As the markets continue to dip and the economy remains the topic du jour following the turmoil last week, TVNewsers reflected on the story.
CNN senior business correspondent Ali Velshi is interviewed in the New York Times, and describes the need for selective wording. “We’re very careful not to throw words around like ‘meltdown’ and ‘free fall,’” he said.
This weekend on CNN’s Reliable Sources, Velshi said the meltdown stories came “too late.” “It didn’t have that urgency,” he said. “One of the things about the Dow in particular or stock market is it gives you urgency. You can see that number in the corner of your screen urgently. Gas prices, you can see urgently. You can see them change every day.”
Bartiromo discusses how she reports on the turmoil, her most memorable CNBC moment and her interview with Gov. Sarah Palin (before she was named the VP candidate) for the CNBC special, “The Hunt for Black Gold,” airing Wednesday.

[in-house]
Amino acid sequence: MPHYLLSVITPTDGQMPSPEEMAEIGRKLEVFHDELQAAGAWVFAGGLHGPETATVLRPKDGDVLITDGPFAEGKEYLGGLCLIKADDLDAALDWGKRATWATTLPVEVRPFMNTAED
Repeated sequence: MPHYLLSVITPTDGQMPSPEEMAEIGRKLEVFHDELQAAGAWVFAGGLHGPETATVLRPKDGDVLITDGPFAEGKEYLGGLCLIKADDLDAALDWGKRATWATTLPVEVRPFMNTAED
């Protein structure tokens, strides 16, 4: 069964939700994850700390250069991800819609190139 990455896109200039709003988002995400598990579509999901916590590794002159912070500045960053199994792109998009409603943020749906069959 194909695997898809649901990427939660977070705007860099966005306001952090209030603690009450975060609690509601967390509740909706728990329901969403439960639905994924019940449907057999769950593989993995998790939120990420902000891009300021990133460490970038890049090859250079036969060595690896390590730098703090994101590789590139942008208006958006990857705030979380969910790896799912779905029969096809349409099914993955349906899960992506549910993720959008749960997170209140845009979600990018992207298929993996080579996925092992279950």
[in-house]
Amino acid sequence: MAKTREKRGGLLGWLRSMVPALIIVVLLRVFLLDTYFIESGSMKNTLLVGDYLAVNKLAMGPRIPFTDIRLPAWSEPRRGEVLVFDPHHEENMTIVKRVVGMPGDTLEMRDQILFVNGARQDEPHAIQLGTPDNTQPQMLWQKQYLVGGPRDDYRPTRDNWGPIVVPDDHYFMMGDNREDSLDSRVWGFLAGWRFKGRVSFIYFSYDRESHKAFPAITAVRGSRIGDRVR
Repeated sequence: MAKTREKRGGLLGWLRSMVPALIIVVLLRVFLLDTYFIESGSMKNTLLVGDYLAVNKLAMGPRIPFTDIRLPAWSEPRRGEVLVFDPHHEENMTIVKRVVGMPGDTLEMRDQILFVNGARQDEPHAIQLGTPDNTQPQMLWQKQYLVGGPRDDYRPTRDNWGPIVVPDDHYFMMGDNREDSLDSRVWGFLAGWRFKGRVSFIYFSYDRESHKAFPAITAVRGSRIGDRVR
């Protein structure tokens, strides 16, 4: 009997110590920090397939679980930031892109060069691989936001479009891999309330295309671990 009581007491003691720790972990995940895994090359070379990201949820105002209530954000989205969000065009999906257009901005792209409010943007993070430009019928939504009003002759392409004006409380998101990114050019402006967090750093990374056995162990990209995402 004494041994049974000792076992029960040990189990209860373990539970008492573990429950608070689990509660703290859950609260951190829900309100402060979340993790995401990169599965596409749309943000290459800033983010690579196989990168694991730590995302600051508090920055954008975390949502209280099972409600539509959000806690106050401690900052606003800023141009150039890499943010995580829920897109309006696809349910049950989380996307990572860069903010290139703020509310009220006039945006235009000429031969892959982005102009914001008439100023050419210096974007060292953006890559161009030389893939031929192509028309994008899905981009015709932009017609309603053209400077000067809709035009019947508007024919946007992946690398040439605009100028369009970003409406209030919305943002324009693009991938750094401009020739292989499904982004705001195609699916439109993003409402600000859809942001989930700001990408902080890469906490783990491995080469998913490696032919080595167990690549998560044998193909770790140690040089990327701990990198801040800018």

“I think people need perspective, analysis and depth. I am not a fan of sound-bite situations,” she says.
Glick, who appeared on ABC’s 20/20 program on Friday, talks about how reporting can be a calming influence, how to personalize the situation and whether people’s distrust in the stock market may cause tune-out.
“I worry less about what it means in the long term for ratings and more about what it means for all of us,” she says. “The U.S. government is now in the insurance, the housing and the financial-services businesses. Every taxpayer in this country now has a stake.
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